Staff training (new and existing)
Training is a key part of the DPO’s role. They will need to raise awareness amongst every member of staff, through group workshops, one-to-one sessions and formal in-house training. As well as existing employees, DPOs should put procedures into place to effectively train any new recruits on data protection requirements. They’ll be responsible for raising awareness on all new developments and updates too.
The DPO should act in an advisory role at all times, liaising with every department in the organisation to ensure compliance is followed at each stage of processing. This includes working with Sales & Marketing on data capture, and the IT department on security and data handling.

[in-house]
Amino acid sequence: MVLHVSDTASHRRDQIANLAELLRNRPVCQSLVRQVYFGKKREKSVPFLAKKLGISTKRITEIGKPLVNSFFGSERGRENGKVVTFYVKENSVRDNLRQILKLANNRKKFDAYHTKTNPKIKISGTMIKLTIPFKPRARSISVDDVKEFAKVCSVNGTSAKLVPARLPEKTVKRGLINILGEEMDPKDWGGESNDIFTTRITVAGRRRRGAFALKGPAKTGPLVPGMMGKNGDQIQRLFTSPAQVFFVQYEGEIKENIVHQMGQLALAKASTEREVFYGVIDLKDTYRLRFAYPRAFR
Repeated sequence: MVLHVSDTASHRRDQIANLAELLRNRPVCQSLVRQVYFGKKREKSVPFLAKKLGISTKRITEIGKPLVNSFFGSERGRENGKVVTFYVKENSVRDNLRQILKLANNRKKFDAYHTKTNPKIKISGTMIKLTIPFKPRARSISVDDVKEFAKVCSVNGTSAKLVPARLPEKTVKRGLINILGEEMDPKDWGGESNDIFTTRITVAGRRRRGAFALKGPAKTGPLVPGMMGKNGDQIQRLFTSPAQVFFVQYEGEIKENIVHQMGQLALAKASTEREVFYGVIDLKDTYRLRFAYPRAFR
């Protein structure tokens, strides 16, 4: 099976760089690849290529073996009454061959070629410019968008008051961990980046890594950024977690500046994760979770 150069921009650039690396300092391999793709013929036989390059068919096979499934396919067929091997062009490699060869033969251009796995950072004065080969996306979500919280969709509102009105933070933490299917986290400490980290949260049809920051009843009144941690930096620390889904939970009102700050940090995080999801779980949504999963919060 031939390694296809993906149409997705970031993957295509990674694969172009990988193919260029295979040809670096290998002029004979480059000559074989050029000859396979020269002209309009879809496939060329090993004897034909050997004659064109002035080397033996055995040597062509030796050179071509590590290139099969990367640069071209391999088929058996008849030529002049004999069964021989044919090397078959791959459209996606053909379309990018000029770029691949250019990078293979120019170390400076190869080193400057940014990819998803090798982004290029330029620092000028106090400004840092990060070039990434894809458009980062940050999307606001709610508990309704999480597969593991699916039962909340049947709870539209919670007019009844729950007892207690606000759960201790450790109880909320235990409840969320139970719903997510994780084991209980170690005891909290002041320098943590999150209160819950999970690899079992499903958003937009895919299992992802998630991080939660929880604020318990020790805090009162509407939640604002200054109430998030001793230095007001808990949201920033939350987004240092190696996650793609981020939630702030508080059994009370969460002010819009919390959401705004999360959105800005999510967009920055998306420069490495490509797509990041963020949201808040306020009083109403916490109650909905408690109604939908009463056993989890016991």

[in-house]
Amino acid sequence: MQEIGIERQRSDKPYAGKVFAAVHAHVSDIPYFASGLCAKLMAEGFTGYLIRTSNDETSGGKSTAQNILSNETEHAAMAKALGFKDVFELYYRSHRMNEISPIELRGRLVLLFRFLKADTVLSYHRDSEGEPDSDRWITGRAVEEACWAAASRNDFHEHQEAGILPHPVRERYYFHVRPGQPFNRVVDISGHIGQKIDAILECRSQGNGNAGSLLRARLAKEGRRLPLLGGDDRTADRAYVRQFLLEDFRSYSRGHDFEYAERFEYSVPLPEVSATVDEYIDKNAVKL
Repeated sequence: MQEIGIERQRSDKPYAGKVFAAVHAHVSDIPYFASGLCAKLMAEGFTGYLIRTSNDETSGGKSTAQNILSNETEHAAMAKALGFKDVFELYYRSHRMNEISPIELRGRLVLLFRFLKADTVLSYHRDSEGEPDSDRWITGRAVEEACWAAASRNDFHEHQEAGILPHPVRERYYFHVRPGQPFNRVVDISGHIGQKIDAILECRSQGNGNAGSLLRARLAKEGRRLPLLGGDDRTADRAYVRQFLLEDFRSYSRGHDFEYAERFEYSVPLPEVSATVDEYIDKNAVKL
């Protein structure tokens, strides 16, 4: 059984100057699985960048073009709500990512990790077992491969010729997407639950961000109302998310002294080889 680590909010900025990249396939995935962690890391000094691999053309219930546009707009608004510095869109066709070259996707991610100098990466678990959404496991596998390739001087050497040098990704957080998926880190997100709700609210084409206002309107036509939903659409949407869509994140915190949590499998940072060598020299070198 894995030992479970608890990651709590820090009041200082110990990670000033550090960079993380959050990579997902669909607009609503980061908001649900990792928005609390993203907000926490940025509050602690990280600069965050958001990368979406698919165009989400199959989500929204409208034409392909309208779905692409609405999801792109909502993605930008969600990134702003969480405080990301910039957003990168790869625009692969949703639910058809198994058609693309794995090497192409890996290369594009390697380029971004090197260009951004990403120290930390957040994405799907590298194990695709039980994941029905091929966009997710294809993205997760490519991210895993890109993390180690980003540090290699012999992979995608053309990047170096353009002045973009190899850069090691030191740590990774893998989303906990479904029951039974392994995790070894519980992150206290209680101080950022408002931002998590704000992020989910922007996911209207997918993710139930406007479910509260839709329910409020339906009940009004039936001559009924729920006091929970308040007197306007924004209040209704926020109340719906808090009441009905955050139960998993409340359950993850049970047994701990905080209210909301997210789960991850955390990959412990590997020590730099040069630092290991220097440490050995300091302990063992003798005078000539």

Regular audits and reviews
In order to fulfil the task of monitoring compliance, the DPO will need to conduct regular audits and reviews of all processes in the business, and oversee the implementation of necessary changes. They will be regularly checking the activities of data controllers and processors and need to offer their expert advice on Privacy Impact Assessments (PIAs). In general, if there is anything relating to data protection in an organisation, the advice of the DPO should always be sought.
Employers’ duties to the DPO
Whilst the Data Protection Officer has a wealth of responsibilities, employers also have some legal duties to the DPO.